oil industry

From Texas Standard

As we look back on the last five years since the Deepwater Horizon disaster, some big questions linger: What will the next disaster be, and can we prepare for it?

What's Caused the Mysterious Deaths of Oil Workers?

Apr 24, 2015

From Texas Standard

Across the country, ten oil workers have died over the past decade under mysterious circumstances. Each one was doing a job that involved climbing on top of a catwalk strung between rows of storage tanks. Later, their bodies were found lying on top of or near the tanks.

Oil, Gas, Power, Prices: Big Themes From Big Meet

Apr 24, 2015
C.M. Keiner http://bit.ly/1JD6Gxb / CC

HOUSTON — In the year since the energy industry last gathered in for its big annual confab in Houston, prices for oil and natural gas took a dive that few, if anyone, saw coming.

A chastened parade of energy executives, analysts, academics and government officials from several countries delivered speeches and participated in panels as part of HIS’s CERAWeek energy conference, worrying over prices and making a profit, and speculating on what it could all mean for economies and consumers around the world.

Texas Hit Hardest In March Unemployment Data

Apr 21, 2015
Flcelloguy / Wikimedia Commons

WASHINGTON — Unemployment rates fell in 23 U.S. states last month and rose in 12 as employers pulled back on hiring and a slowdown in oil and gas drilling caused big job losses in some states. The Labor Department said Tuesday that unemployment rates were unchanged in 15 states. Thirty-one state lost jobs while hiring picked up in just 18 states.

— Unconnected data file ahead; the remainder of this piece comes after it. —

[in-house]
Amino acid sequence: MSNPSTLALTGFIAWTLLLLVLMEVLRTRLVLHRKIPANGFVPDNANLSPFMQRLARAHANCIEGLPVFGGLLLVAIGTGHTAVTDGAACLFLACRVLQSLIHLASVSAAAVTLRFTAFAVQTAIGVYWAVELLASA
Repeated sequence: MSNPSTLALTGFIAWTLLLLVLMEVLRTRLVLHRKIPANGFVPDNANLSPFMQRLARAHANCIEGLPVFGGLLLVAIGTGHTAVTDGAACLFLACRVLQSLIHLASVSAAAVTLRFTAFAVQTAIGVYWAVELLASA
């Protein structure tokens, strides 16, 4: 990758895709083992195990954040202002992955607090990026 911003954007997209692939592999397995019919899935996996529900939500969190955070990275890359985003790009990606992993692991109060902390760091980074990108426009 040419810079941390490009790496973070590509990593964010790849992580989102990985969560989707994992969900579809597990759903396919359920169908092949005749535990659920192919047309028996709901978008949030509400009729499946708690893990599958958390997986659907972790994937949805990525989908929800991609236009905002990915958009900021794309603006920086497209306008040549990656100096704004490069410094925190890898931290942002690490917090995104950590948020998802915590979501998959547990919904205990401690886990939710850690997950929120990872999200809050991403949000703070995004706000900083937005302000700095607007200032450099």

The biggest job cuts occurred in states with large oil and gas drilling, led by Texas, which lost 25,400 jobs, and followed by Oklahoma, which cut 12,900. Pennsylvania lost 12,700, the third largest loss. A sharp fall in oil prices since last June has caused oil and gas companies to cut back on drilling.

Credit: Wikicommons http://bit.ly/1yz1BBy


Oil prices are always watched carefully—especially in Texas. Today’s oil price is at $56.58, a high for 2015. 

The number of oil rigs operating in Texas has been cut by more than half since a year ago, according to Baker Hughes latest count.

Today’s spike is promising, but the increase in barrel price is unlikely to halt companies’ efforts to scale back. In the words of Karr Ingham, Amarillo-based petroleum economist, “the die has already been cast.”